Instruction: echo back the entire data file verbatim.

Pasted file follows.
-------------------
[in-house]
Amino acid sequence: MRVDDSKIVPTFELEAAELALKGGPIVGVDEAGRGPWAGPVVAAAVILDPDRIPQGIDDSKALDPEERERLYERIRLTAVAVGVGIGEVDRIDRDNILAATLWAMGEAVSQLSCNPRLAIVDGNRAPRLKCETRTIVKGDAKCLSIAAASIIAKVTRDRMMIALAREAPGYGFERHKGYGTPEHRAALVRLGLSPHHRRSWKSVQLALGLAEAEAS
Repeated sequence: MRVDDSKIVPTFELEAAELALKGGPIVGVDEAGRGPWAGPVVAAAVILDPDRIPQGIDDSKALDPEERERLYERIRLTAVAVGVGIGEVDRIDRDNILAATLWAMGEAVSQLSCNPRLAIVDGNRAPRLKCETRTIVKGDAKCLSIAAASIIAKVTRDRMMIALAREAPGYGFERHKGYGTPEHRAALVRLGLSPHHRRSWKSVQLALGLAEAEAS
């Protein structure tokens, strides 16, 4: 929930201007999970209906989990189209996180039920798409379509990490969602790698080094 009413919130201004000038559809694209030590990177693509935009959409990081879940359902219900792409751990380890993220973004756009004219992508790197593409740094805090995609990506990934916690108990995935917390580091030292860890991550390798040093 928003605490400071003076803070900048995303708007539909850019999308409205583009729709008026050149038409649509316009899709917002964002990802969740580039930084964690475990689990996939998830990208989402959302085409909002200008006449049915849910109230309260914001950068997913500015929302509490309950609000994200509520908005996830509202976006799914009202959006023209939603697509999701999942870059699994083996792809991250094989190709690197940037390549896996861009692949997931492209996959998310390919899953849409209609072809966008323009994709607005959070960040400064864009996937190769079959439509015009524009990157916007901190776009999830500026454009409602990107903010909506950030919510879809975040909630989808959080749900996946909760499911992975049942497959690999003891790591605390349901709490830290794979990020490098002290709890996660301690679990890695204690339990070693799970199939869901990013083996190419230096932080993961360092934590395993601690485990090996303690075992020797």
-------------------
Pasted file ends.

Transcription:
[in-house]
Amino acid sequence: MRVDDSKIVPTFELEAAELALKGGPIVGVDEAGRGPWAGPVVAAAVILDPDRIPQGIDDSKALDPEERERLYERIRLTAVAVGVGIGEVDRIDRDNILAATLWAMGEAVSQLSCNPRLAIVDGNRAPRLKCETRTIVKGDAKCLSIAAASIIAKVTRDRMMIALAREAPGYGFERHKGYGTPEHRAALVRLGLSPHHRRSWKSVQLALGLAEAEAS
Repeated sequence: MRVDDSKIVPTFELEAAELALKGGPIVGVDEAGRGPWAGPVVAAAVILDPDRIPQGIDDSKALDPEERERLYERIRLTAVAVGVGIGEVDRIDRDNILAATLWAMGEAVSQLSCNPRLAIVDGNRAPRLKCETRTIVKGDAKCLSIAAASIIAKVTRDRMMIALAREAPGYGFERHKGYGTPEHRAALVRLGLSPHHRRSWKSVQLALGLAEAEAS
């Protein structure tokens, strides 16, 4: 929930201007999970209906989990189209996180039920798409379509990490969602790698080094 009413919130201004000038559809694209030590990177693509935009959409990081879940359902219900792409751990380890993220973004756009004219992508790197593409740094805090995609990506990934916690108990995935917390580091030292860890991550390798040093 928003605490400071003076803070900048995303708007539909850019999308409205583009729709008026050149038409649509316009899709917002964002990802969740580039930084964690475990689990996939998830990208989402959302085409909002200008006449049915849910109230309260914001950068997913500015929302509490309950609000994200509520908005996830509202976006799914009202959006023209939603697509999701999942870059699994083996792809991250094989190709690197940037390549896996861009692949997931492209996959998310390919899953849409209609072809966008323009994709607005959070960040400064864009996937190769079959439509015009524009990157916007901190776009999830500026454009409602990107903010909506950030919510879809975040909630989808959080749900996946909760499911992975049942497959690999003891790591605390349901709490830290794979990020490098002290709890996660301690679990890695204690339990070693799970199939869901990013083996190419230096932080993961360092934590395993601690485990090996303690075992020797």